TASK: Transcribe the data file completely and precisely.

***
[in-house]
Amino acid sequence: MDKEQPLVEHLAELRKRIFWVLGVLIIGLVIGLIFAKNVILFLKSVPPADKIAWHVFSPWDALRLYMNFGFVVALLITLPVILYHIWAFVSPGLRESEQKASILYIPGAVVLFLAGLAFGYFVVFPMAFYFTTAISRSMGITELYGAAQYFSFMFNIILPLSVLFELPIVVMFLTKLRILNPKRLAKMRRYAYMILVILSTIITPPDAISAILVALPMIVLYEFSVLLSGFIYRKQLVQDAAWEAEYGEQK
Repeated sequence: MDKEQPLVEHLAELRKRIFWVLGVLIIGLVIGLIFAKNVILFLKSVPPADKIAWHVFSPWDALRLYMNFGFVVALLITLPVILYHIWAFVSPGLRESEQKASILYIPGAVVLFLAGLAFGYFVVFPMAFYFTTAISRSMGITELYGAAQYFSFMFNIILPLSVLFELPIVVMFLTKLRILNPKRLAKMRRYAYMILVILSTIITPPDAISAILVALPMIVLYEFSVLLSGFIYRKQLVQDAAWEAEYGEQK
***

[in-house]
Amino acid sequence: MDKEQPLVEHLAELRKRIFWVLGVLIIGLVIGLIFAKNVILFLKSVPPADKIAWHVFSPWDALRLYMNFGFVVALLITLPVILYHIWAFVSPGLRESEQKASILYIPGAVVLFLAGLAFGYFVVFPMAFYFTTAISRSMGITELYGAAQYFSFMFNIILPLSVLFELPIVVMFLTKLRILNPKRLAKMRRYAYMILVILSTIITPPDAISAILVALPMIVLYEFSVLLSGFIYRKQLVQDAAWEAEYGEQK
Repeated sequence: MDKEQPLVEHLAELRKRIFWVLGVLIIGLVIGLIFAKNVILFLKSVPPADKIAWHVFSPWDALRLYMNFGFVVALLITLPVILYHIWAFVSPGLRESEQKASILYIPGAVVLFLAGLAFGYFVVFPMAFYFTTAISRSMGITELYGAAQYFSFMFNIILPLSVLFELPIVVMFLTKLRILNPKRLAKMRRYAYMILVILSTIITPPDAISAILVALPMIVLYEFSVLLSGFIYRKQLVQDAAWEAEYGEQK